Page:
The only race keeping Letruska from an undefeated 2021 in five starts is a second by a head to Shedaresthedevil in the Grade II Azeri.
So she’s clearly the one to beat, but several of her Personal Ensign opponents, including 2020 3-year-old filly champion Swiss Skydiver, look capable of doing so.

“This year since the Apple Blossom, she’s run with the toughest fillies and mares in the division like Swiss Skydiver and Monomoy Girl,” trainer Fausto Gutierrez said. “The performance she gave in the Apple Blossom was no coincidence. You don’t beat horses like Monomoy Girl by coincidence.

“After Belmont [a win in the Ogden Phipps], she was in good condition,” he continued. “It wasn’t my original idea to run in the Fleur de Lis. I was going to go to the Delaware Handicap. But after she went back to train at Keeneland, something told me to nominate. After I checked the nominations a couple of times and saw her training, I decided to run her. If we are in a fight to win an Eclipse, we have to win races.”

“This race very well could dictate who is the champion older filly and mare,” Swiss Skydiver’s trainer Kenny McPeek said.

“The race is very, very tough,” Miss Marissa’s trainer Jim Ryerson said.


The Grade I H. Allen Jerkens for 3-year-olds at seven furlongs offers an interesting matchup between Amsterdam winner Jackie’s Warrior, the even-money favorite, and 8-5 Life Is Good, who is making his first start in almost six months and his first start since being transferred from Baffert to Todd Pletcher.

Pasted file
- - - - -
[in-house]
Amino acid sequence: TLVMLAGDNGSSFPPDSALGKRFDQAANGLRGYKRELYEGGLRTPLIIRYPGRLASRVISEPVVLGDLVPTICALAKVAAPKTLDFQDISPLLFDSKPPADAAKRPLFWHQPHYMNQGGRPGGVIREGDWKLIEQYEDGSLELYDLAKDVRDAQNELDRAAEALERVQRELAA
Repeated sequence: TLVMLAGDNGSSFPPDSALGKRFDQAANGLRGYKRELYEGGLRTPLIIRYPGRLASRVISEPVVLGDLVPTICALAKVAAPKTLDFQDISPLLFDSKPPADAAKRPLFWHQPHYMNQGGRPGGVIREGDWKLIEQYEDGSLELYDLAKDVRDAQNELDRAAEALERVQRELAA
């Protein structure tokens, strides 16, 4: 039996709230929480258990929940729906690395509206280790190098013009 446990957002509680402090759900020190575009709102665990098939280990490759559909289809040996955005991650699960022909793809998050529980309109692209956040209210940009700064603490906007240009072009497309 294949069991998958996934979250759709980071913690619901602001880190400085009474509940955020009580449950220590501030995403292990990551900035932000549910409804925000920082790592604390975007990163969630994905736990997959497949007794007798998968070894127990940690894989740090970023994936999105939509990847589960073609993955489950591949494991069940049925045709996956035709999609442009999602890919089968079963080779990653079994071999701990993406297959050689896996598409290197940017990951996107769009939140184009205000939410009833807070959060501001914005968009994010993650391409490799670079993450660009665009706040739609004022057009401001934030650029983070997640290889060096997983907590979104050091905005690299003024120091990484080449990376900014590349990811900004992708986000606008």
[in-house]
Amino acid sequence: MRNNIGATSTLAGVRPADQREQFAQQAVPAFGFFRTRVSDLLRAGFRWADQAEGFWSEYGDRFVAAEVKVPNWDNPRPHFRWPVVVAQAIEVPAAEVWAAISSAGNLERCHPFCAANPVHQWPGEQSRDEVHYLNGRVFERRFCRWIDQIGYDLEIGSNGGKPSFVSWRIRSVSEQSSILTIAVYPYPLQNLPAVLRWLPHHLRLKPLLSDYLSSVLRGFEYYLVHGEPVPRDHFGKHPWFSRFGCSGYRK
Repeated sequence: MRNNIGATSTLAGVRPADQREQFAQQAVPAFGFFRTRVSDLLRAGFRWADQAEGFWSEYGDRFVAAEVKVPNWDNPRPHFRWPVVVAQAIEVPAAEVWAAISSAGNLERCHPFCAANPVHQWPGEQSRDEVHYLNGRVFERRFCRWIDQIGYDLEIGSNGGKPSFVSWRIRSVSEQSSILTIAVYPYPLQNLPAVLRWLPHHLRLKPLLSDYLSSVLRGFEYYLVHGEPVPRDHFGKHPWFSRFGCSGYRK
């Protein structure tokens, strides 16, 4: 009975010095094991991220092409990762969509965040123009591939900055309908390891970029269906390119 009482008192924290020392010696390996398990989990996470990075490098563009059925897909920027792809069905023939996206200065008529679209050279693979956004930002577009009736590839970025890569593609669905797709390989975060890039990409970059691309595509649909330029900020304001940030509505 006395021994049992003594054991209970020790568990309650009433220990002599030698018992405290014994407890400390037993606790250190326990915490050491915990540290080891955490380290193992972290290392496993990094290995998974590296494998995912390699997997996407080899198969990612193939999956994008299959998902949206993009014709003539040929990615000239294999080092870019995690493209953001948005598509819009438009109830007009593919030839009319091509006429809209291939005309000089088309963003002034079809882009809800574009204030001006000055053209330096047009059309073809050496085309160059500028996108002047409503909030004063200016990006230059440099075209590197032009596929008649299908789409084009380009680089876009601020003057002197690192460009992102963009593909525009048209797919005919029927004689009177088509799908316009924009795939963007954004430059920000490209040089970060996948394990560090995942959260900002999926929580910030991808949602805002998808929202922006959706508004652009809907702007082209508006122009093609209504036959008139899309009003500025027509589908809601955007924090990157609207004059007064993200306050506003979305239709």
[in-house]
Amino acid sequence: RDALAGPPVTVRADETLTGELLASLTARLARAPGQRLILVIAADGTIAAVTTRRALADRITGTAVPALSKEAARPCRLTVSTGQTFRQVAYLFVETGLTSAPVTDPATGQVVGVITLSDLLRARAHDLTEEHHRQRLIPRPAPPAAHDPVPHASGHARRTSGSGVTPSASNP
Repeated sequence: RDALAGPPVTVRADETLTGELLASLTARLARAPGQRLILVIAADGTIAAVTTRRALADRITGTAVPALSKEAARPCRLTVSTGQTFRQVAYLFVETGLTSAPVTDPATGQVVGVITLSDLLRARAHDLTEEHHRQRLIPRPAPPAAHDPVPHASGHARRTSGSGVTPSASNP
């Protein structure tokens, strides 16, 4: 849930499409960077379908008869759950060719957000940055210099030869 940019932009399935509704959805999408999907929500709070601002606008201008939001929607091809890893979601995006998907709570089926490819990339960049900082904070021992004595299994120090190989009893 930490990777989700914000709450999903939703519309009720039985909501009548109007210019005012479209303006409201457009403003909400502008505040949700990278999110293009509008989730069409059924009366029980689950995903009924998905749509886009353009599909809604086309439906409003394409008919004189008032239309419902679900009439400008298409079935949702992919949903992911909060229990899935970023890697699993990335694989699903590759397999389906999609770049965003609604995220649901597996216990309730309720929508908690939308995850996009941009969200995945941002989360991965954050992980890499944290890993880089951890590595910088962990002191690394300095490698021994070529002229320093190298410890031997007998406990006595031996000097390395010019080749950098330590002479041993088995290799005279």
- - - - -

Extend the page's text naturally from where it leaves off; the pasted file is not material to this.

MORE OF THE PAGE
After the Amsterdam, trainer Steve Asmussen said he wouldn’t be afraid to run Jackie’s Warrior against anybody in a one-turn dirt race.

Life Is Good, meanwhile has been out of commission with an injury after establishing himself as the favorite to win the Kentucky Derby with an eight-length win in the San Felipe on March 6.

“He’s always been a really impressive horse to watch train,” Pletcher said. “He was then [with Baffert in California] and continues to be now. I would expect some pretty fast fractions, so we’ll just have to play it by ear off the break and see how it unfolds.”


Fan favorite Whitmore will make his 43rd career start, at the age of 8, in the Grade I Forego off a third to Lexitonian in the Grade I A.G. Vanderbilt on July 31.

He has hit the board in all four 2021 starts, but hasn’t won since the Breeders’ Cup Sprint on the way to an Eclipse Award.

“Age is only a number,” trainer Ron Moquett said. “We prefer to look at the individual way each horse is doing and not let age be the deciding factor in how he’s going to do. He’s quite the handful. There’s always something at Saratoga to pump him up. He’s always fired up when he’s here and he’s feeling feisty.”

Whitmore won the Forego in 2018 and was seventh in the race last year.


Trainer Chad Brown has two entered in the Grade I Sword Dancer on the turf, 2-1 favorite Tribhuvan coming off a win in the Grade I United Nations at Monmouth and Rockemperor, who was second to Cross Border in the Grade II Bowling Green earlier in the meet.

The field includes 2020 Sword Dancer winner Channel Maker, who was seventh in the Bowling Green on July 31, and 7-year-old New York-bred Cross Border, who has won six of seven career races at Saratoga.

“He’s a horse for [the] course. I hope we have another rabbit to pull out of the hat,” trainer Michael Maker said. “The horse never has a bad hair day. He always looks well and trains well. Obviously, he has an affinity for up here, where he’s had his best performances. So, we’ll take it.”